Archaeologists Discover Ancient Horsemanship

  • The discovery has been published in the Journal of Archaeological Science.
  • After determining the age of the animals, it created a big excitement within history enthusiasts.
  • "The materials suggest that armed horsemen who fought on horseback could have appeared in the Eurasian steppes no later than 1600 BC."

A new discovery by Russian and Kazakh archeologists uncovered evidence of horsemanship. The discovery is very valuable, as it is 700 years earlier that was recorded previously. Horsemanship has been a very important aspect of history, which changed the military and how wars were conducted.

Turgshes emerged as an independent power after the demise of the Western Turks and established a khaganate in 699. The Turgesh Khaganate lasted until 766 when the Karluks defeated them.

But when did people learn the art of riding? This question and analysis has always been uneasy. There is evidence of horse domestication as early as two millennia B.C., but “breeding horses” does not mean “riding.” Most likely, the most ancient horse breeders bread them as a status symbol.

The early Mesopotamian civilizations used chariots of war, but not mounted cavalry. Furthermore, at the earlier years, the advent of riding horses changed the life of the civilizations. A large number of troops could move quickly over long distances and probably contributed to the largest scale wars.

It also changed certain power balances for the myriad of the great empires. The Turkic Khaganate is a prime example, which  stretched from the Far East to the North Caucasus in the Seventh Century AD. Even at the beginning of the 20th century, the cavalry remained a powerful shock force, often deciding the outcome of the battle, if not the war.

The discovery has been published in the Journal of Archaeological Science titled “Early evidence for horse utilization in the Eurasian steppes and the case of the Novoil’inovskiy 2 Cemetery in Kazakhstan.” The discovery happened during the excavations of one of the burial mounds “Novoilinovsky-2” in Kazakhstan.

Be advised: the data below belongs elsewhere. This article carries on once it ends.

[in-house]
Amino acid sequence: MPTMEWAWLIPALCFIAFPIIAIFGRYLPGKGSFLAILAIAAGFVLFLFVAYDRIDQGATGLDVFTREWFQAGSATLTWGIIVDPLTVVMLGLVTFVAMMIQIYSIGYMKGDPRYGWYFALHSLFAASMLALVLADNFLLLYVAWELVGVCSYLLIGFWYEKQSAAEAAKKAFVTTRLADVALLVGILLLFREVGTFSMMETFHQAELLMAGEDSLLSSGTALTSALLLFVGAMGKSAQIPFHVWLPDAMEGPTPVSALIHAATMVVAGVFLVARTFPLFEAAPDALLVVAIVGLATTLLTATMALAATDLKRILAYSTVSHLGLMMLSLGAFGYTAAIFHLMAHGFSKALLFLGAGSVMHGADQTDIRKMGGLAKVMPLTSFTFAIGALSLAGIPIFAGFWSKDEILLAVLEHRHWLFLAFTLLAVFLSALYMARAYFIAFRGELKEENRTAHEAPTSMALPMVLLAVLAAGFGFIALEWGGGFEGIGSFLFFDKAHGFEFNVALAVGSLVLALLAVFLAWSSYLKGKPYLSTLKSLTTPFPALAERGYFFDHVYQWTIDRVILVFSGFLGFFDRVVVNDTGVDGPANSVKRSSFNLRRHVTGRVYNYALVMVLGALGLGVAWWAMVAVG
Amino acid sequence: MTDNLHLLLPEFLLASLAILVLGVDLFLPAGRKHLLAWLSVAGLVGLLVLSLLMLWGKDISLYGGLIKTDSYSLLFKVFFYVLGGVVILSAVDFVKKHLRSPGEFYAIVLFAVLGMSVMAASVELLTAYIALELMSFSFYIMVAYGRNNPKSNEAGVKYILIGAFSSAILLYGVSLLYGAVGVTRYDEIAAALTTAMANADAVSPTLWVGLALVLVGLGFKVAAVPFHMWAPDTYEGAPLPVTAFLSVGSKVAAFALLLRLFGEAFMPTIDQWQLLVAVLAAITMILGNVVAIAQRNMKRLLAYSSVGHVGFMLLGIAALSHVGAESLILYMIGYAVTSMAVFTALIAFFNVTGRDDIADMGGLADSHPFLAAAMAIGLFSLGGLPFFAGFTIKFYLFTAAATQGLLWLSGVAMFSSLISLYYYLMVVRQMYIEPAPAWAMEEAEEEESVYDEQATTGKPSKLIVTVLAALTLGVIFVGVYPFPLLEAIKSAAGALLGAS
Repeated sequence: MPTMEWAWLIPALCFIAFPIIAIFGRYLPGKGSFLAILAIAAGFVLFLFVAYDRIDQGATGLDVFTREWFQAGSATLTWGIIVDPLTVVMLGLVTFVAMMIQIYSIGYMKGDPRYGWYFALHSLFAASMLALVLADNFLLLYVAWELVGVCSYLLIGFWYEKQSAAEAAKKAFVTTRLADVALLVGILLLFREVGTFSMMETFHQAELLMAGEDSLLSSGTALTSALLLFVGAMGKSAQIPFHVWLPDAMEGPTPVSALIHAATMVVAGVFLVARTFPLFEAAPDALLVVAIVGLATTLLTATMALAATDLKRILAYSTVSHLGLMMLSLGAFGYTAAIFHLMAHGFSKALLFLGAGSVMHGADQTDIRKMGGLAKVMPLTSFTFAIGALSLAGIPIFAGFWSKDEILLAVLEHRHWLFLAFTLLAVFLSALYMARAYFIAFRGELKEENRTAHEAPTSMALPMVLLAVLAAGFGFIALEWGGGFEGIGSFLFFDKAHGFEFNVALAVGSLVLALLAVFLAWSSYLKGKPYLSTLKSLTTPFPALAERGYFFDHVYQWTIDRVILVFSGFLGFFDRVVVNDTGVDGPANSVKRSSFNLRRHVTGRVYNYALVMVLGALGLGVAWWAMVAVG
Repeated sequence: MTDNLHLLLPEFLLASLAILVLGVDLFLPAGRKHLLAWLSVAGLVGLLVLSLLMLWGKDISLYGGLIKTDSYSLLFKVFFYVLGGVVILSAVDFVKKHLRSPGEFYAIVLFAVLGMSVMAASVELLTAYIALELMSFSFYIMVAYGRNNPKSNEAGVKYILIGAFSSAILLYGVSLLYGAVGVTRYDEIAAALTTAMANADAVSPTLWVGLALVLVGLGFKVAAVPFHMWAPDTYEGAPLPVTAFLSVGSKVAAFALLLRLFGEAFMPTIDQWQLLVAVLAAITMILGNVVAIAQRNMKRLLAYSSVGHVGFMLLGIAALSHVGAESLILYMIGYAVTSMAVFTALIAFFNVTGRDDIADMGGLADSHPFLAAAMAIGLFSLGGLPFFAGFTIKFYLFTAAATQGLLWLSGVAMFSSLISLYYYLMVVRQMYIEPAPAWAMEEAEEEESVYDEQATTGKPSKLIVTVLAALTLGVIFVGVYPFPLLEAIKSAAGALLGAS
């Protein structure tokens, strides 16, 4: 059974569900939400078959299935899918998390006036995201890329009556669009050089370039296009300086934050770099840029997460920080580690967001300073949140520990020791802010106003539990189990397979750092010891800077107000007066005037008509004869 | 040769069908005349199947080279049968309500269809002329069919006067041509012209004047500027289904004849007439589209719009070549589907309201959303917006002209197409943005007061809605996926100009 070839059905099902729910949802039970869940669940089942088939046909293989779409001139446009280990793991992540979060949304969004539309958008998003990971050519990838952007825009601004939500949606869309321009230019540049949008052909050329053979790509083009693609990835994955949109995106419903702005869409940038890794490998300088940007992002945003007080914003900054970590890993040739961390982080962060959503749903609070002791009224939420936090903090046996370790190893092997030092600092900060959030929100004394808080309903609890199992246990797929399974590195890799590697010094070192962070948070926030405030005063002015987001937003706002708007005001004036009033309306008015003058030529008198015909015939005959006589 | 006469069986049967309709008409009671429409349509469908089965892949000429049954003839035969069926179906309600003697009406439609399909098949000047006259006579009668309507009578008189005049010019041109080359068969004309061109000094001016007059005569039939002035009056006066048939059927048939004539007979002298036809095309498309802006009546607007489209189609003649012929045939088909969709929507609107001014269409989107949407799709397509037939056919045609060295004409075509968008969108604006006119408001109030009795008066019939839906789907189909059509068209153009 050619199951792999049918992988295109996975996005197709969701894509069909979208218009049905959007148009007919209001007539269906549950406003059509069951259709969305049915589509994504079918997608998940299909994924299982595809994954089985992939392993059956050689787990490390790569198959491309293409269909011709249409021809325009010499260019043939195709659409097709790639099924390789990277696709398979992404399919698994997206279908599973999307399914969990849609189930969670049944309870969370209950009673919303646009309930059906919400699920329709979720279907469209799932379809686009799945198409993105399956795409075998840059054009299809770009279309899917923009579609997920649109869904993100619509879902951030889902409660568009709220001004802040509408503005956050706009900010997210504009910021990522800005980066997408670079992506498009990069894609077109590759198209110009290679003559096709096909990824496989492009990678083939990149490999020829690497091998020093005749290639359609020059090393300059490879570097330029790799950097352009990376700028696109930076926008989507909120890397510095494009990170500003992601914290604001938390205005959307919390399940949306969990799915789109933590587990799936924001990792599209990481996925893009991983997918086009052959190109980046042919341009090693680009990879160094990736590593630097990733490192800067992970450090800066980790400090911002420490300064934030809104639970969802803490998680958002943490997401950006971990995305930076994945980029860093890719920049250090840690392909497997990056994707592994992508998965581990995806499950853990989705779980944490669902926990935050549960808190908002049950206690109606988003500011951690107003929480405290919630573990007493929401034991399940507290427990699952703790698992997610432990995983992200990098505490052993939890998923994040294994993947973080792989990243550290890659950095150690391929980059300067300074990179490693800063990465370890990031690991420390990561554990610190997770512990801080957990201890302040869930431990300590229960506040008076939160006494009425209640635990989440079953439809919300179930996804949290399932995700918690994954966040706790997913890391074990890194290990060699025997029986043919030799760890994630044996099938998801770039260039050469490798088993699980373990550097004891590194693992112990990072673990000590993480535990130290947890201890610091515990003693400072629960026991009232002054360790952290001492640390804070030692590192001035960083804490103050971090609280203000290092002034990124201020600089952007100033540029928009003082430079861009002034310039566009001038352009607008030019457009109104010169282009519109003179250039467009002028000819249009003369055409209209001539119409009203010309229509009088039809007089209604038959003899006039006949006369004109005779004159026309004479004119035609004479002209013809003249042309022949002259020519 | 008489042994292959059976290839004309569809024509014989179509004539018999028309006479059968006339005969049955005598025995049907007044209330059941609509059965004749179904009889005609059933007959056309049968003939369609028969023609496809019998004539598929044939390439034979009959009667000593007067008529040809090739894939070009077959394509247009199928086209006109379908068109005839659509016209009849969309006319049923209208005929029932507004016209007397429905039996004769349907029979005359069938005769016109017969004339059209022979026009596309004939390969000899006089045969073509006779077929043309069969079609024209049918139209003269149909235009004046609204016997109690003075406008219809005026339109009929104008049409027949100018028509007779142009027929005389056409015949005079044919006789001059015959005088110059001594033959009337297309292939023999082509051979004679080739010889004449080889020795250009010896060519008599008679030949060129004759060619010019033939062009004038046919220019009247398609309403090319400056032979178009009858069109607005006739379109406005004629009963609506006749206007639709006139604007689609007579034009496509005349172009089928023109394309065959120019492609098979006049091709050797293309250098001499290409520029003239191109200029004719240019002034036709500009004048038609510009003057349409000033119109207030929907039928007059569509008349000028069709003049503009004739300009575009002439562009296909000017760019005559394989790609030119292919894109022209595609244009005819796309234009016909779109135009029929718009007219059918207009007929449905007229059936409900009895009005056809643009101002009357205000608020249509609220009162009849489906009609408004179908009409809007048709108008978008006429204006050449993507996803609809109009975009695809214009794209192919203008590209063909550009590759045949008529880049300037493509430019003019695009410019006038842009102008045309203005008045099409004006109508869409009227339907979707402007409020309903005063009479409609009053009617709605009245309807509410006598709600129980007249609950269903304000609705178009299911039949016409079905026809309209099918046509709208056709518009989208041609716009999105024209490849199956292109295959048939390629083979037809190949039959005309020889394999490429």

About three and a half millennia ago, the carriers of the Andronovo culture of the bronze age buried their dead here. Archaeologists have found the remains of a stallion and a mare. In itself, this is not surprising. It has long been known that people of Andronovo tribes raised horses for meat (a tradition that is preserved in the Kazakh steppes to this day).

The Journal of Archaeological Science is a monthly peer-reviewed academic journal that covers “the development and application of scientific techniques and methodologies to all areas of archaeology”. The journal was established in 1974 by Academic Press and is currently published by Elsevier.

After determining the age of the animals, it created a big excitement within history enthusiasts. The stallion at the time of death was about twenty years old, and the mare about 18. Additionally, next to the horses were found parts of ancient bridles.

But this is not all. Experts found pathological changes in the animals’ skulls, which were probably caused by the constant wearing of a harness. This is also indicated by the marks on the horse’s cheekbones.

Archaeologists strongly believe that these horses were used for riding, and not just harnessed to chariots. Using the radiocarbon method, experts determined the age of the find with an accuracy of several decades.

According to one of the authors of the article, “the materials suggest that armed horsemen who fought on horseback could have appeared in the Eurasian steppes no later than 1600 BC.” He believes that the rider buried with his horses belonged to the powerful elite of ancient society. However, the role of this layer in the life of the Andronovo remains a subject of debate.

Another hypothesis is that armed horsemen were a kind of bronze age sheriffs. They kept order and settled conflicts, for which they were respected by their tribesmen, and received generous offerings from them. It is possible that the truth is somewhere in the middle.

Any government is interested in maintaining order on its territory, but at the same time, the burden of its maintenance might not be so voluntary.

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Christina Kitova

I spent most of my professional life in finance, insurance risk management litigation.

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